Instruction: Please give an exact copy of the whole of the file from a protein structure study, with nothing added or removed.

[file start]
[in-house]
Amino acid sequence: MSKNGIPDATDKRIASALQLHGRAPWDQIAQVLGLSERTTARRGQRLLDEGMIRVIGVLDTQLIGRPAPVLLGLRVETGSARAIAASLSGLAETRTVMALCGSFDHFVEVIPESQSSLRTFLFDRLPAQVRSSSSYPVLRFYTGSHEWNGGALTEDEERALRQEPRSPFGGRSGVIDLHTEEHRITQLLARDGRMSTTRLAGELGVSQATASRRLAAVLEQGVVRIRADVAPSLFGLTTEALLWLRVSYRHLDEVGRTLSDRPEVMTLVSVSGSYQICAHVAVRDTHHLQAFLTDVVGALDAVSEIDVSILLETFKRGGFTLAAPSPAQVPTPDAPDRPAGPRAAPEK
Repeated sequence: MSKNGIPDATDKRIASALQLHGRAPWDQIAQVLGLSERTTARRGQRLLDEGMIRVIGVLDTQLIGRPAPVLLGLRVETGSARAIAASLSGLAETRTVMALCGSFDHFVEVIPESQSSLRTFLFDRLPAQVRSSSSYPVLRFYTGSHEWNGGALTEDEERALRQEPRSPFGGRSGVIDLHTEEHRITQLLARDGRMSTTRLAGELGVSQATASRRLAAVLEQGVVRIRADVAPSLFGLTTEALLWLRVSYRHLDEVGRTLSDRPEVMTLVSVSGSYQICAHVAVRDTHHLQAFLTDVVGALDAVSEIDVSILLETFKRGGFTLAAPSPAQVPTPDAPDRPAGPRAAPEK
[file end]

[in-house]
Amino acid sequence: MSKNGIPDATDKRIASALQLHGRAPWDQIAQVLGLSERTTARRGQRLLDEGMIRVIGVLDTQLIGRPAPVLLGLRVETGSARAIAASLSGLAETRTVMALCGSFDHFVEVIPESQSSLRTFLFDRLPAQVRSSSSYPVLRFYTGSHEWNGGALTEDEERALRQEPRSPFGGRSGVIDLHTEEHRITQLLARDGRMSTTRLAGELGVSQATASRRLAAVLEQGVVRIRADVAPSLFGLTTEALLWLRVSYRHLDEVGRTLSDRPEVMTLVSVSGSYQICAHVAVRDTHHLQAFLTDVVGALDAVSEIDVSILLETFKRGGFTLAAPSPAQVPTPDAPDRPAGPRAAPEK
Repeated sequence: MSKNGIPDATDKRIASALQLHGRAPWDQIAQVLGLSERTTARRGQRLLDEGMIRVIGVLDTQLIGRPAPVLLGLRVETGSARAIAASLSGLAETRTVMALCGSFDHFVEVIPESQSSLRTFLFDRLPAQVRSSSSYPVLRFYTGSHEWNGGALTEDEERALRQEPRSPFGGRSGVIDLHTEEHRITQLLARDGRMSTTRLAGELGVSQATASRRLAAVLEQGVVRIRADVAPSLFGLTTEALLWLRVSYRHLDEVGRTLSDRPEVMTLVSVSGSYQICAHVAVRDTHHLQAFLTDVVGALDAVSEIDVSILLETFKRGGFTLAAPSPAQVPTPDAPDRPAGPRAAPEK